Their results suggest that while professor gender has little impact on male students, it has a powerful effect on female students' performance in math and science classes, their likelihood of taking future math and science courses, and their likelihood of graduating with a STEM degree. The estimates are largest for female students with very strong math skills, who are arguably the students most suited to careers in science. Indeed, the gender gap in course grades and STEM majors is eradicated when high performing female students' introductory math and science classes are taught by female professors. In contrast, the gender of humanities professors has only minimal impact on student outcomes. These results may be indicative of important environmental influences at work.


Shulamit Kahn, Boston University, and Megan Macgarvie, Boston University and NBER
How Important is U.S. Location for Research in Science?

Kahn and MacGarvie ask whether scientists located outside the United States are at a disadvantage when it comes to research productivity. Using a new and unique dataset of foreign-born U.S.-educated scientists that allows them to exploit exogenous variation in post-Ph.D. location induced by visa status, they are able to compare students who were required by law to leave the United States upon the completion of their studies with similar students who were allowed to remain in the United States. The authors assess whether the students who left the United States have more or fewer publications, citations, and collaborators, as compared to a control student with the same advisor. Research output is defined as the number of publications, first-authored publications, publications in high-impact journals, and the publications’ impact on science as measured by the number of forward citations. Using visa status to instrument for location, and allowing richer and poorer countries to have different impacts, the authors find that the negative relationship between non-U.S. location and research output is present and large for poorer countries but completely eliminated when the researcher is located in a richer country, with two one exceptions. Foreign location negatively affects last authorship and collaboration with Americans, even for those located in the richest countries. Further, allowing for heterogeneity in the treatment effect of foreign location on research output on these same countries, Kahn and MacGarvie find that the negative effect on publications of being abroad is largest for those with the lowest estimated propensity of being abroad, those who – given their observable characteristics -- would be expected to remain in the United States.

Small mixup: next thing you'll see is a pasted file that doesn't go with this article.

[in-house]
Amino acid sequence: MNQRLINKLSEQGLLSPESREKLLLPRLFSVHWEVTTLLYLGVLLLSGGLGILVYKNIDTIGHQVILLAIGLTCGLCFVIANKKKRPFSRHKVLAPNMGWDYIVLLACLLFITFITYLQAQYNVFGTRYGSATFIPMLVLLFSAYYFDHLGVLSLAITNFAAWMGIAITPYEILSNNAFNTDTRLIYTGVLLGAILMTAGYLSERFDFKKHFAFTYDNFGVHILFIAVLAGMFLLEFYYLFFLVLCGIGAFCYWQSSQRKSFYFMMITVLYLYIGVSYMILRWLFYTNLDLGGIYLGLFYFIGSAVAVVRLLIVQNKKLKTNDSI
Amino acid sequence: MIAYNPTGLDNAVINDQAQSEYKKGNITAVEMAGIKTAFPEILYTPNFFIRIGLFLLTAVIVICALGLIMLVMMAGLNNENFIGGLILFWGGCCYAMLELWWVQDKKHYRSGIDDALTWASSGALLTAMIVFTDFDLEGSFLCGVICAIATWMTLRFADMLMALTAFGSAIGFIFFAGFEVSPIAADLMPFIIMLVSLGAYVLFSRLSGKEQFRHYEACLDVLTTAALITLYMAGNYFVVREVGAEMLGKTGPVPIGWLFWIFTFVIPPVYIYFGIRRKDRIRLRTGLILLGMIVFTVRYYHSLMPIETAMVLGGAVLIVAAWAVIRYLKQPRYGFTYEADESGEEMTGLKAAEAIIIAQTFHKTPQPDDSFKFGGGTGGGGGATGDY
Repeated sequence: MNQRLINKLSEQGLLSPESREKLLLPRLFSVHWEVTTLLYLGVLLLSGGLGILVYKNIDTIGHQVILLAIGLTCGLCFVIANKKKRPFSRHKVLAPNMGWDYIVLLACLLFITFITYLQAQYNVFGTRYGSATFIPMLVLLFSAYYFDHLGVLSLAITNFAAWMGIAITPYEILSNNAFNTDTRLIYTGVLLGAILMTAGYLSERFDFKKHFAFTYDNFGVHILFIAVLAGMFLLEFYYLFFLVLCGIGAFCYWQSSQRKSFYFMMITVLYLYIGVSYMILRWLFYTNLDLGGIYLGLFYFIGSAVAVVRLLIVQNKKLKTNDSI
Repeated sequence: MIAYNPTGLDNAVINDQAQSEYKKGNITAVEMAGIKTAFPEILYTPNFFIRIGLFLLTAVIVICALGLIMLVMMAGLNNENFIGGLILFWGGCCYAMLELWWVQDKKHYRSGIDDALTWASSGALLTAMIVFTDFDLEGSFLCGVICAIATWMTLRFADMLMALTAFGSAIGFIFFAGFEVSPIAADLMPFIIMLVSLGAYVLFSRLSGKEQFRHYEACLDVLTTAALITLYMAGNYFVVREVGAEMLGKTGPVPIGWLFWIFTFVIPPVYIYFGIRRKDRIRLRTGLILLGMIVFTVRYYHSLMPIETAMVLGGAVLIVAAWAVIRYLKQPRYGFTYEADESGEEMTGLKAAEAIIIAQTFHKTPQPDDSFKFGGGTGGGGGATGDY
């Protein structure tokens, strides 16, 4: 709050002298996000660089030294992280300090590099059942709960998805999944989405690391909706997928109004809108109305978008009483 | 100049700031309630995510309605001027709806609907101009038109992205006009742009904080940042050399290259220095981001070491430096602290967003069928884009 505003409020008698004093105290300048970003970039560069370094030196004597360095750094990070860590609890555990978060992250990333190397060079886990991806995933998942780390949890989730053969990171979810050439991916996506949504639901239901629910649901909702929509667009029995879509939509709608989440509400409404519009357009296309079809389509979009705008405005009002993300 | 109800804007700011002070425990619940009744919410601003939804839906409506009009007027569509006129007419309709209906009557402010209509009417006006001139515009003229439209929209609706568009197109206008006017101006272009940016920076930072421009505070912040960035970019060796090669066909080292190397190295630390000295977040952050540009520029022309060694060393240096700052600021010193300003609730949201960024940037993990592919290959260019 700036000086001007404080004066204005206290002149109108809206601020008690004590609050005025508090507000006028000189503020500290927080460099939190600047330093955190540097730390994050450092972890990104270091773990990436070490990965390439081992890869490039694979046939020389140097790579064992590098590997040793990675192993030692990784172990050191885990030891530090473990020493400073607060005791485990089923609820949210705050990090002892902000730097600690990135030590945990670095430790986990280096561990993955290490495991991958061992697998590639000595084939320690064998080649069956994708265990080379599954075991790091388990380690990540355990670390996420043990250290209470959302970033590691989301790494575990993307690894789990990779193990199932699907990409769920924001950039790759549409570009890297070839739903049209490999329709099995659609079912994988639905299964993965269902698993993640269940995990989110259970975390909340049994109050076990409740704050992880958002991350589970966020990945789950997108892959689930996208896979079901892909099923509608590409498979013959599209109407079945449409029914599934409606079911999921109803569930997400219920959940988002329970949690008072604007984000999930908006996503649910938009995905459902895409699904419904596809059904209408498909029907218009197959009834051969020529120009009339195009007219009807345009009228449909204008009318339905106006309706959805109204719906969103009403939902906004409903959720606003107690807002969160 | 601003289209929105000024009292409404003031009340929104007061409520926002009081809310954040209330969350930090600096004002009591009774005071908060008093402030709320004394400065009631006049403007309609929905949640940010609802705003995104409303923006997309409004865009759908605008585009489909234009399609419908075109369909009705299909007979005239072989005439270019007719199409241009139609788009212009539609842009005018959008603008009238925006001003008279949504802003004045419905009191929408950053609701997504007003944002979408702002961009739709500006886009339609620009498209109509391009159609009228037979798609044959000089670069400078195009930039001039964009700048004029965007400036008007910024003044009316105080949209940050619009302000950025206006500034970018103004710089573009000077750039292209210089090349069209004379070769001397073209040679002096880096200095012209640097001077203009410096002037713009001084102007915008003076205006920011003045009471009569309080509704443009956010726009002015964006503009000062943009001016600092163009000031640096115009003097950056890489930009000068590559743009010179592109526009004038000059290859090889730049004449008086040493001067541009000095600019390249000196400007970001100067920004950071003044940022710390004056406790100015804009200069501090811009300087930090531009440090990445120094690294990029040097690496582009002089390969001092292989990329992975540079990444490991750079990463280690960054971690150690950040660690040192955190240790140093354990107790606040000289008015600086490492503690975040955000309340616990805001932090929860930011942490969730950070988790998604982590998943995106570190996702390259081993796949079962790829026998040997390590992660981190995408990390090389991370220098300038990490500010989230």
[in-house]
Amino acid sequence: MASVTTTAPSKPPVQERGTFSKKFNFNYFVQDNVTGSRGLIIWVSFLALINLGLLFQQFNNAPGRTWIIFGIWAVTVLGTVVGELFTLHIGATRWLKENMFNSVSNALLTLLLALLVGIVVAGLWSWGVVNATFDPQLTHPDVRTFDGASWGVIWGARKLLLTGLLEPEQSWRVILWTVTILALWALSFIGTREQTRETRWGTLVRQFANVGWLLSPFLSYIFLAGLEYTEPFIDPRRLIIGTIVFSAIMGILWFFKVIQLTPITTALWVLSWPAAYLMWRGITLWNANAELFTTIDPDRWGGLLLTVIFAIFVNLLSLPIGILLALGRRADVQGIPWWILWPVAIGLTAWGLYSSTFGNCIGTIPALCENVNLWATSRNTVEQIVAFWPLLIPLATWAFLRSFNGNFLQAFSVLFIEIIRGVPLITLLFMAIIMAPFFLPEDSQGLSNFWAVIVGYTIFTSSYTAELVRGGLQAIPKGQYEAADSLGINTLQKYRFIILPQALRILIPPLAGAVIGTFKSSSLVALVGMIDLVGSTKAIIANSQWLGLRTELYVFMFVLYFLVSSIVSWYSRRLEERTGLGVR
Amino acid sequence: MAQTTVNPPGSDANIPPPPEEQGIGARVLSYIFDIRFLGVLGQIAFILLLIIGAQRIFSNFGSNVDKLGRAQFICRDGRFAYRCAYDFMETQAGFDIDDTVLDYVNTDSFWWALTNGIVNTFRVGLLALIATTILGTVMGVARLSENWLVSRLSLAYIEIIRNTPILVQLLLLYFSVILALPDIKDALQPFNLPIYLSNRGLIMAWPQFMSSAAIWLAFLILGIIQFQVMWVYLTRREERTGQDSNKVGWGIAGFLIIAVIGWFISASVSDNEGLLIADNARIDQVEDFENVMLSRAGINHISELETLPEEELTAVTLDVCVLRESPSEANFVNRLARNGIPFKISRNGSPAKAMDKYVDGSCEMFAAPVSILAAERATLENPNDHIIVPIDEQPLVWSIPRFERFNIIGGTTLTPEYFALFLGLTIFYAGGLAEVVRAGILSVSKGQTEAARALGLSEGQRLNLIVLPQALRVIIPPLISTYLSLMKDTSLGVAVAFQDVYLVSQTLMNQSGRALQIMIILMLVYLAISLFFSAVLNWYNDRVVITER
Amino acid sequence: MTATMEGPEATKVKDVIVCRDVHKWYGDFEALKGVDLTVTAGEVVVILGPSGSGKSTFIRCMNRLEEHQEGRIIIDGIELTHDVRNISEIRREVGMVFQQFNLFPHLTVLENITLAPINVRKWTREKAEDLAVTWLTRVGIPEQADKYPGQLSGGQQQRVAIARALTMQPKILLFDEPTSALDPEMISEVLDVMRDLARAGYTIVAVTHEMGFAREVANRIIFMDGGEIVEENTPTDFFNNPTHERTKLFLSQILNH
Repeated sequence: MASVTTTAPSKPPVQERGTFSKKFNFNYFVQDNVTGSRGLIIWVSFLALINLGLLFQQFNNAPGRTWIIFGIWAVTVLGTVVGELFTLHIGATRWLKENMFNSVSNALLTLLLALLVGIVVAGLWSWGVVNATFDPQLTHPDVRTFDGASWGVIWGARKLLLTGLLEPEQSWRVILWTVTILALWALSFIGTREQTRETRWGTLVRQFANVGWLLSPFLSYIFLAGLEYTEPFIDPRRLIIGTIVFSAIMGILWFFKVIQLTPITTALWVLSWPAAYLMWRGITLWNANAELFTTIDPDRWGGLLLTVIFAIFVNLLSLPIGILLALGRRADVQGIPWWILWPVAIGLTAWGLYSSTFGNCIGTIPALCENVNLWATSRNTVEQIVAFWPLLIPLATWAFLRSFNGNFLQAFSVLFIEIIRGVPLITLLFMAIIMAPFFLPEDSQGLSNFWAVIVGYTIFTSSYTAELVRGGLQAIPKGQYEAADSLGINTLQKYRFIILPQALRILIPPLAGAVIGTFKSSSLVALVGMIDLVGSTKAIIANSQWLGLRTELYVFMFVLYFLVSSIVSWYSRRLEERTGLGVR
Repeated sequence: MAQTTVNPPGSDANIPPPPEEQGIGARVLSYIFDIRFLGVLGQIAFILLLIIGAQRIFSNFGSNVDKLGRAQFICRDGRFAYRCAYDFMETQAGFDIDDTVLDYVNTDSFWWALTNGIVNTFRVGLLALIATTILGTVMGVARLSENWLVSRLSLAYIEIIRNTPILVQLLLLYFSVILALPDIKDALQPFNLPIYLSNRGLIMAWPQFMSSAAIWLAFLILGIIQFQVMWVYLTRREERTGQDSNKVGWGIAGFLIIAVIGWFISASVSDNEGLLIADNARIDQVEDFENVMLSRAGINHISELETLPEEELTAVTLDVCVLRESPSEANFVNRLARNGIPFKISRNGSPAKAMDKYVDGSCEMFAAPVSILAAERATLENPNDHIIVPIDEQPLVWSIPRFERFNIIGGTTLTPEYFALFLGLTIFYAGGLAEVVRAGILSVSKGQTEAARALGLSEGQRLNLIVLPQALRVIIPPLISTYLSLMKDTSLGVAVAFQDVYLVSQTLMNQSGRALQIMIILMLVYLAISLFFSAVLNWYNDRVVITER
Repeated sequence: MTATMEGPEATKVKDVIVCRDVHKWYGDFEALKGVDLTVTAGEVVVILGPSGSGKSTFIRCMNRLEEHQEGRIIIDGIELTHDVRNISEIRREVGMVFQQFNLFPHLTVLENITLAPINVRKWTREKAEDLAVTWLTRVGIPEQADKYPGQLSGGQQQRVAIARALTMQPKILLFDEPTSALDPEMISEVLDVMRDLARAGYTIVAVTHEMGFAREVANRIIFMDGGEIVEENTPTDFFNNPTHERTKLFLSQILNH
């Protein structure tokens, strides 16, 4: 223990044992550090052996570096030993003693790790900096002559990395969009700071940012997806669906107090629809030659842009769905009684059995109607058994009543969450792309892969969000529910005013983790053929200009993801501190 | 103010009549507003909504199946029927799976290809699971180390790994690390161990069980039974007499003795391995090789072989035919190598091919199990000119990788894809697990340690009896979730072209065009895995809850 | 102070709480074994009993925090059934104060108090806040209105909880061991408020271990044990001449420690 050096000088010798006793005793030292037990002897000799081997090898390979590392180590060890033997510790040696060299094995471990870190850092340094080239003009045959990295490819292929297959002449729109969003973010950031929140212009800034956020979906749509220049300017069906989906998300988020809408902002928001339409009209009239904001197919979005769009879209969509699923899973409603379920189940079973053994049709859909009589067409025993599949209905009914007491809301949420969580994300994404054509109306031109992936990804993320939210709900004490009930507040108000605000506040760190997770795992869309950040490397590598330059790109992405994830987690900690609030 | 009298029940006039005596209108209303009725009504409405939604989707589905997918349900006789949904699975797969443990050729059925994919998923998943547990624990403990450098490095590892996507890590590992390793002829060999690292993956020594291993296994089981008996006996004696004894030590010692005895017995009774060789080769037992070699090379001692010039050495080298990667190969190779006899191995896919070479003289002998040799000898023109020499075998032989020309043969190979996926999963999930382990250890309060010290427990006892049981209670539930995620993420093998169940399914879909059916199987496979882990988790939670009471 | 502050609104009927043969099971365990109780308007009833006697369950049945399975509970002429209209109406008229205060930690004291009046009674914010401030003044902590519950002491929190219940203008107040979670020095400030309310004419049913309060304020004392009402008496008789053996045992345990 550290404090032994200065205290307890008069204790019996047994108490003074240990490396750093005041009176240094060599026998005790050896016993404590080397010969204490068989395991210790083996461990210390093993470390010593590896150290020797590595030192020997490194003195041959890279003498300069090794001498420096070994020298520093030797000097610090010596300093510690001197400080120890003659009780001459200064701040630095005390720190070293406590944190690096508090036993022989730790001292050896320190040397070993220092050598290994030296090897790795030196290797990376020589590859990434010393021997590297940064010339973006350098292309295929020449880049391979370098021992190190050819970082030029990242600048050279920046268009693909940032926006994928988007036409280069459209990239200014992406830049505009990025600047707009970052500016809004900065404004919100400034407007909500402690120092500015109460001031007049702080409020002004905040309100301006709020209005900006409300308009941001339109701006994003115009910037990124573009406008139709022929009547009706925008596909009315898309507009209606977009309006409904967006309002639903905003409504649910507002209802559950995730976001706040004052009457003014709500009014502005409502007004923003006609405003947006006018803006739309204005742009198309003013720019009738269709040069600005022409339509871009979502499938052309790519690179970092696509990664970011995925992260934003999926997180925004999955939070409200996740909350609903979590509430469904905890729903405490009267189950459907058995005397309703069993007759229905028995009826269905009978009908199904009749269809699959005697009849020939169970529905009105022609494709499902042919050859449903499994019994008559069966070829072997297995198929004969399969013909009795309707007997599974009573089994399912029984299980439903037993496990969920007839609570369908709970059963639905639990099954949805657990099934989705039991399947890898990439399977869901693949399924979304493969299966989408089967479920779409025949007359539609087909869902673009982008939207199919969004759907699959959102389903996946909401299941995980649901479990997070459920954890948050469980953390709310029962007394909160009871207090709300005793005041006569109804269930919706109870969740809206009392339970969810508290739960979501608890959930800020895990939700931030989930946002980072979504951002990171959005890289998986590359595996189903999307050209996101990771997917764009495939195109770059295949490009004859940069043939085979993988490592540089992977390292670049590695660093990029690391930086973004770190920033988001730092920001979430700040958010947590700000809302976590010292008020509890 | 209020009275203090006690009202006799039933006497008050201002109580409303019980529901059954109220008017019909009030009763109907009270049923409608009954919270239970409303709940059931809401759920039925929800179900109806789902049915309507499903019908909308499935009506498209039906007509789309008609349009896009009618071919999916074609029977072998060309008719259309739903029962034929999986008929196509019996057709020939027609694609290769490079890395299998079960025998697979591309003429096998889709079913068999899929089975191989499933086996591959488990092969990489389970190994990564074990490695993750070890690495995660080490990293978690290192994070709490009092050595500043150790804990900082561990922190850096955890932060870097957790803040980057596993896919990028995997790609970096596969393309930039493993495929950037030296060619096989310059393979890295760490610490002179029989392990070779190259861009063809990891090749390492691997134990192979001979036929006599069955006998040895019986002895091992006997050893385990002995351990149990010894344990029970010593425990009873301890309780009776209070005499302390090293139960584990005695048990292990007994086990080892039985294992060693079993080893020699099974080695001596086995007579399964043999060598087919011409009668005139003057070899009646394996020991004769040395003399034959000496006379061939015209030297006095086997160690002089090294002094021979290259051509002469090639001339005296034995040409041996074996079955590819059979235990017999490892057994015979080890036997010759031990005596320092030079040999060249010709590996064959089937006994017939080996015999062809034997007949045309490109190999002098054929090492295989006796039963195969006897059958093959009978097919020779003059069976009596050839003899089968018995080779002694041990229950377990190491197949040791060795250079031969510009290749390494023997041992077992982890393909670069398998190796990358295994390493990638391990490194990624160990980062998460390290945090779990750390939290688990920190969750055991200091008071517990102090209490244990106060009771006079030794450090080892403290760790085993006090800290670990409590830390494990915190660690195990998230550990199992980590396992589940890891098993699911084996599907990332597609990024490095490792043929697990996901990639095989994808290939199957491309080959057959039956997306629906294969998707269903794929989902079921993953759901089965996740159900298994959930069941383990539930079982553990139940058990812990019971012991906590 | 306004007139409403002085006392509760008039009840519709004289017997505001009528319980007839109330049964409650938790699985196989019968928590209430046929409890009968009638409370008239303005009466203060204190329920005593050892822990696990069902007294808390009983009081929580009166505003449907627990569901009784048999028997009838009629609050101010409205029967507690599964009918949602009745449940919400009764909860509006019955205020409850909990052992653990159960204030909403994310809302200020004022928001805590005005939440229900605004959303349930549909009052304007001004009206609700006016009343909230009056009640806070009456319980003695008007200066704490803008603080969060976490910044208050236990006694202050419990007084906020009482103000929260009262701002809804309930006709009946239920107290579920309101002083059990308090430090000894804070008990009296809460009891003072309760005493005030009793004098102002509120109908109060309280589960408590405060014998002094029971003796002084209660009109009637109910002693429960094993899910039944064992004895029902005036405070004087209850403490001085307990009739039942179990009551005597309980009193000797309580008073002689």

Katja Maria Kaufmann, Stanford University
Understanding the income Gradient in College Attendance in Mexico: The Role of Heterogeneity in Expected Returns to College

When examining reasons for low school attendance, researchers face an important identification problem: on the one hand, people might expect low returns to schooling and thus decide not to attend; on the other hand, they might face high attendance costs that prevent them from attending, despite high expected returns. To address this identification problem, Kaufmann uses data on people’s subjective quantitative expectations of future returns to schooling, which can be shown to affect their schooling decisions. With data on Mexican high school graduates, she can analyze the causes and implications of the steep income gradient in college enrollment in Mexico. Her data on people’s expected returns and on their schooling decisions allow her to directly estimate and compare cost distributions of poor and rich individuals. She finds that poor individuals require significantly higher expected returns to be induced to attend college, implying that they face higher costs than individuals with wealthy parents. She then tests predictions of a simple model of college attendance choice in the presence of credit constraints, using parental income and wealth as a proxy for the household’s (unobserved) interest rate. She finds that poor individuals with high expected returns are particularly responsive to changes in direct costs such as tuition, which is consistent with credit constraints playing an important role. Evaluating potential welfare implications by applying the Local Instrumental Variables approach of Heckman and Vytlacil (2005) to her model, she finds that a sizeable fraction of poor individuals would change their decision and attend in response to a reduction in the interest rate. Individuals at the margin have higher expected returns than the individuals already attending college, which suggests that policies such as governmental student loan programs could lead to large welfare gains.